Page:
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Loss, transition and trust: perspectives of terminally ill patients and their oncologists when transferring care from the hospital into the community at the end of life
  1. Clare Smith1,
  2. Nick Bosanquet2,
  3. Julia Riley1 and
  4. Jonathan Koffman3
  1. 1 Royal Marsden and Royal Brompton Palliative Care Service, Royal Marsden NHS Foundation Trust, London, UK
  2. 2 Imperial College, London, UK
  3. 3 Department of Palliative Care, Policy and Rehabilitation, King's College London, Cicely Saunders Institute, London, UK
  1. Correspondence to Dr Clare Smith, Royal Marsden and Royal Brompton Palliative Care Service, Royal Marsden NHS Foundation Trust, Fulham Road, London SW3 6JJ, UK; clare_smith_78{at}


Introduction Most people prefer to die at home. However, most continue to die in hospital. Little is known about the impact on the patient of transferring care from acute sector specialist follow-up to the community. In one cancer centre, a new service—Hospital2Home was set up to facilitate this transfer of care. This study aimed to explore patients’ and oncologists’ perspectives of the meanings involved in this transition.

Methods Qualitative study using semistructured one-to-one interviews with 8 terminally ill cancer patients and 13 oncologists. The interviews were audio recorded, transcribed verbatim and analysed using the framework approach.

Results 3 main themes were identified: loss, transition and community care. The theme of loss referred to losses associated with the end of treatment and losses associated with the familiar safe relationship between the patient and oncologist. Transition refers to the change from hospital-led to community-based care. Barriers to transition included patient and family acceptance, attachment and concerns about community services. Transition was more acceptable if initiated in a gradual manner. Community care: participants found the Hospital2Home service crucial in establishing new trustworthy relationships between community providers and the patient.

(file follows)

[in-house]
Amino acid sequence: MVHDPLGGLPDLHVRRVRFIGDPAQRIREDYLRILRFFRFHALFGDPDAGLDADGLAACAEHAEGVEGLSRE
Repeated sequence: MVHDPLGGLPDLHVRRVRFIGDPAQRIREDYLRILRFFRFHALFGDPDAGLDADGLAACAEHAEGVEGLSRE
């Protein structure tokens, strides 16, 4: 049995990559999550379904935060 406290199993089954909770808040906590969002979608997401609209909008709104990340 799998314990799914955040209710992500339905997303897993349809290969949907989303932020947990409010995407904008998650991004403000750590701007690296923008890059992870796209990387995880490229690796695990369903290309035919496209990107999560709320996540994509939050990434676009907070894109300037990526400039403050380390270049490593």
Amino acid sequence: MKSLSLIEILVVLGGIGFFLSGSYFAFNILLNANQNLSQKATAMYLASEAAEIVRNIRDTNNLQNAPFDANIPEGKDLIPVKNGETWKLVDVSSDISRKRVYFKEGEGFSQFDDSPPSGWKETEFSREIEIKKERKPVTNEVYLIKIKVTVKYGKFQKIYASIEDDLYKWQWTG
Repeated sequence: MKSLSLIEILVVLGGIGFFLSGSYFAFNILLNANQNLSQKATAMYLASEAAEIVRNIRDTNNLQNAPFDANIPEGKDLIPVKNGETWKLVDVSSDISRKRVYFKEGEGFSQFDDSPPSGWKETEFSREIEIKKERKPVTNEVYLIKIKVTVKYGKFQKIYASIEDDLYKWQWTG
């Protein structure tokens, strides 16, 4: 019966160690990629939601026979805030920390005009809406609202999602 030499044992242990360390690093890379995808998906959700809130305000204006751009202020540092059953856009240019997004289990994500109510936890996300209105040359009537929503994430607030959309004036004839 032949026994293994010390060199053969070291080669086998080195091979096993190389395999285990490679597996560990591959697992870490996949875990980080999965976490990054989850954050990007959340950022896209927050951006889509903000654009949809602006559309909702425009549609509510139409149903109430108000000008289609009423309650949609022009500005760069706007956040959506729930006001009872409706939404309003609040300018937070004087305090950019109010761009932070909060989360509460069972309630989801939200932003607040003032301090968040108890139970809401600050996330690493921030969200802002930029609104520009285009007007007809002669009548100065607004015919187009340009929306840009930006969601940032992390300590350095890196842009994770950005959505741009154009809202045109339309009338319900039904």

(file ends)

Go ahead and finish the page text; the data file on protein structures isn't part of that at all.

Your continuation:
Conclusions Transfer of care from the acute sector to the community represents a delicate crossroad where complex notions of loss should not be underestimated. A gradual transfer of care may improve this if the patient's condition allows. Therefore, introductions to the community team should be timely, and a staggered transfer should be planned. This would improve the experience of the patient, carer and oncologist.

  • Cancer
  • Communication
  • Transitional care
  • Home care

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